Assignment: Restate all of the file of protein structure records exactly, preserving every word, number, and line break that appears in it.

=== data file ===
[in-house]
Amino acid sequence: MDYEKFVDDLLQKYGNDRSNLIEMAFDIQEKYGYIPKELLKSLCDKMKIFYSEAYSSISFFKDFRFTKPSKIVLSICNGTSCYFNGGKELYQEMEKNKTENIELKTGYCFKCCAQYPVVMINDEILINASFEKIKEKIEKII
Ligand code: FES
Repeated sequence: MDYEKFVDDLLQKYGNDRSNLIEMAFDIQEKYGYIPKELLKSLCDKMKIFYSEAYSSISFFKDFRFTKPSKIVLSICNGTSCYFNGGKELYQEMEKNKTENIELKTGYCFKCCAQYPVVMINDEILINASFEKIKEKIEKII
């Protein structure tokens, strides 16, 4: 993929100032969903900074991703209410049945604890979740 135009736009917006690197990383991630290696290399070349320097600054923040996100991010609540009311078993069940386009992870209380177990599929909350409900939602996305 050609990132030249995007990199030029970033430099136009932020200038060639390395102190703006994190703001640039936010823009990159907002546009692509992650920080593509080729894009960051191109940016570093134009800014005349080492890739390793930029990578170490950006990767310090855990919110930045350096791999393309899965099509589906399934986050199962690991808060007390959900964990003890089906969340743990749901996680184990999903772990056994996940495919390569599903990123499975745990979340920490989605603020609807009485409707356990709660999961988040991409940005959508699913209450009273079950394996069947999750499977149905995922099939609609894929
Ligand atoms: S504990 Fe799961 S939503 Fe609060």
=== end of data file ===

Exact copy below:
[in-house]
Amino acid sequence: MDYEKFVDDLLQKYGNDRSNLIEMAFDIQEKYGYIPKELLKSLCDKMKIFYSEAYSSISFFKDFRFTKPSKIVLSICNGTSCYFNGGKELYQEMEKNKTENIELKTGYCFKCCAQYPVVMINDEILINASFEKIKEKIEKII
Ligand code: FES
Repeated sequence: MDYEKFVDDLLQKYGNDRSNLIEMAFDIQEKYGYIPKELLKSLCDKMKIFYSEAYSSISFFKDFRFTKPSKIVLSICNGTSCYFNGGKELYQEMEKNKTENIELKTGYCFKCCAQYPVVMINDEILINASFEKIKEKIEKII
């Protein structure tokens, strides 16, 4: 993929100032969903900074991703209410049945604890979740 135009736009917006690197990383991630290696290399070349320097600054923040996100991010609540009311078993069940386009992870209380177990599929909350409900939602996305 050609990132030249995007990199030029970033430099136009932020200038060639390395102190703006994190703001640039936010823009990159907002546009692509992650920080593509080729894009960051191109940016570093134009800014005349080492890739390793930029990578170490950006990767310090855990919110930045350096791999393309899965099509589906399934986050199962690991808060007390959900964990003890089906969340743990749901996680184990999903772990056994996940495919390569599903990123499975745990979340920490989605603020609807009485409707356990709660999961988040991409940005959508699913209450009273079950394996069947999750499977149905995922099939609609894929
Ligand atoms: S504990 Fe799961 S939503 Fe609060």